For us it was much less exciting than the student days of the 60's. We did however enjoy a glass of beer and a bite to eat sitting in the outside garden next to a small section of the Old Oxford Town Wall that remains standing and adds to the ambience of this charming and historic tavern. 


Sunday, August 19, 2012

In the Gardens of Trinity College, Oxford


Trinity College was founded in 1555 by Sir Thomas Pope and his wife Lady Elizabeth Pope. According to a College brochure, the gardens have been an important part of the college community with the character of the gardens changing throughout Trinity's history in line with changing tastes and movements in garden design. 

In the 16th century open parkland featuring elm predominated. In the 18th century the garden became more formal with geometric patterned paths, a maze and yew hedges cut to resemble panelling. 

In 1713, the Park Road ornamental gates were added, the design based purely as a viewpoint from which to admire the Garden Quad.

From the mid 19th century the main area has open wide lawns and borders. 

Visiting the gardens today gives as much pleasure as I am sure in centuries long past. Providing a haven from the hustle and bustle outside the college gates there is the opportunity to relax in these beautiful surrounds and to soak in the historic atmosphere.





Saturday, August 18, 2012

A Postcard from Bibury in the Cotswalds


With a break in the hockey, not even Friday's rain could dampen our spirits as we explored the picture postcard perfect Cotswalds town of Bibury before heading onto Bourton-on-the-Water and Stratford-Upon-Avon. 

Friday, August 17, 2012

In the Grounds of Blenheim Palace


Blenheim Palace - the birthplace of Sir Winston Churchill - is a short bus ride from Oxford. It has been many years since I last visited and once again was taken by the history and magnificence of the setting. 

Home to the 11th Duke and Duchess of Marlborough, walking amongst the palace buildings and the beautiful formal gardens is an enjoyable way to spend a day immersed in historic surrounds.  

Thursday, August 16, 2012

A Warm Welcome to Oxford


It is the World Cup for Veterans Hockey that has brought us to Oxford. At the Opening Ceremony, an Oxford band set the scene by their warm welcome to players and spectators at the Oxford Hawkes Hockey Club where the championships are being played. 

Countries competing in the championships include South Africa, England, Scotland, Netherlands, Japan, Wales, Germany and Australia.  

Tuesday, August 14, 2012

On the Way to Tate Modern, London


Back into London today via the Oxford Tube bus. On the way to Tate Modern I passed this skate boarding area on South Bank. Then it was on to see the exhibitions by Damien Hirst (interesting and challenging) and Edvard Munch: The Modern Eye (loved it). 

Monday, August 13, 2012

At Olympic Stadium


On Saturday we were at the Olympic Stadium for the Bronze medal hockey game between Australia and Great Britain. Even though a trumpet and drum rallied the many Team GB supporters with "Rule Britannia" we were elated to see the Australian team win 3-1.


From the top of the hockey arena there was a superb view over the Olympic Stadium.


And then it was time to leave. I'm usually not that excited about being amongst large crowds. However all was flowing smoothly and getting back to Oxford was as easy as the trip into the Olympic Stadium. A fabulous experience.


Saturday, August 11, 2012

Strolling the Waterways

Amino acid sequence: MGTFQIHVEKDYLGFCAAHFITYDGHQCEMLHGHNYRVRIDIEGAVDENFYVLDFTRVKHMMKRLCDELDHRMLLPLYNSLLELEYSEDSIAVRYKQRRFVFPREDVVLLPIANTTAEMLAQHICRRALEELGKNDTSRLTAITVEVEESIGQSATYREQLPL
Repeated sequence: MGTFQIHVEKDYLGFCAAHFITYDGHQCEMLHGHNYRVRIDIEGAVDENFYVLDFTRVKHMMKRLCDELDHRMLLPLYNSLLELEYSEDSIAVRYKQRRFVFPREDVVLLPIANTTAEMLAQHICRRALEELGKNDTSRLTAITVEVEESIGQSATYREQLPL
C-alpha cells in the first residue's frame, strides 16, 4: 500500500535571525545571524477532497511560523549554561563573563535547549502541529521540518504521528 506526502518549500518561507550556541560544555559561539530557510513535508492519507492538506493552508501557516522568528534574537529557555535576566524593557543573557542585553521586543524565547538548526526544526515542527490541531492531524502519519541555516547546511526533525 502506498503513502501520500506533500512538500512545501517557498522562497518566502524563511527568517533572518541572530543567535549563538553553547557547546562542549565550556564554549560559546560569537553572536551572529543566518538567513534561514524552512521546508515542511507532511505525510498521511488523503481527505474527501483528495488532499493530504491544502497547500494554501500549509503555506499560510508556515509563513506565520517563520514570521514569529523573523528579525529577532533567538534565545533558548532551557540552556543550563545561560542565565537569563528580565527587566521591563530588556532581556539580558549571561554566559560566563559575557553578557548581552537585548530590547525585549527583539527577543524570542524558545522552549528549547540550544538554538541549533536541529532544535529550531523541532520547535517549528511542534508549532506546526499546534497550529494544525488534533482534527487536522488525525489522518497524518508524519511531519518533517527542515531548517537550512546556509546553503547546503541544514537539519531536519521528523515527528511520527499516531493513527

Venturing along the nearby waterway from where we are staying, it took about an hour to walk into the Oxford City Centre. With the sun shining it was a relaxing way to travel to the city. Along the way were cyclists, joggers and others power walking along the waterway tow path.

For me, I chose to amble along not knowing just quite where I was going and hoping that I had taken the correct turn to get me into the city.


What a wonderful backyard this would be to have at your doorstep.


A different and almost romantic way to live, I passed several people who looked dressed for work alighting from their boat to walk into Oxford's City Centre.


But not all is idyllic. I have always had a romantic notion of the longboats on British waterways. However along this route were a number of long term moorings and like the one below not all were in top class condition. Some needed lots of love and care while others were loaded with their owners' tools of trade.


Almost into Oxford.


St John's College, Oxford


Today we were fortunate to enjoy a personal tour of St John's College visiting the chapel (above) as well as the various quadrangles and college buildings. According to my Oxford guidebook, St John's College was founded in 1555 by a wealthy merchant Sir Thomas White whose heart is buried in the college chapel. It is reportedly one of the wealthiest colleges  in Oxford. 

It was also time to have a break from carrying camera gear so these pics were taken with my trusty little compact Lumix. 


Friday, August 10, 2012

Soaking up History in New College Lane, Oxford


When the Oxford crowds momentarily disperse there is the opportunity to soak up a history that delights the senses and pervades this University town. With buildings dating from the 13th century the architecture is rich and varied - turrets, chimneys, towers and the college quadrangles await exploration. 

Thursday, August 9, 2012

A Relaxing Evening in Oxford, England


This evening we relaxed over an ale at The Plough in Oxford, a homely pub not far from where we are staying. It was a wonderful way to end a long day flying from Perth to London via Dubai. 

And despite the prolonged hours of flying, as the sun set over the nearby fields my attention still turned to the twilight skies and the planes passing overhead. 

It's now time for some sleep that is well overdue. I look forward to sharing the journey of my travels in England and Scotland over the coming weeks.

Monday, August 6, 2012

Rainy in Perth Today


Rain throughout the day although the weather was not that cold in Perth today. We leave for London tomorrow so I expect today's weather will be similar to what we will experience in England. I look forward to sharing my travel pics. 

This view is from King's Park looking towards South Perth. 

Saturday, August 4, 2012

A Day of Rainbows


It has been a day of rainbows. I cannot recall seeing so many during a day including one that looked like it was touching the ground along it's full length...... a sight I have not seen before. 

With the rainbows came some welcomed and much needed winter rains. Just 30 millimetres of rain were received last month - well below the 170 millimetres average. Thus this July was the driest for over 100 years.

Fortunately desalination plants are able to provide for Perth's water needs. Here's hoping that during this month there will be many more rainbows and rainy days. 

Friday, August 3, 2012

Gourmet Meats


An array of gourmet meats at Franks in Wray Street Fremantle that would be hard to surpass.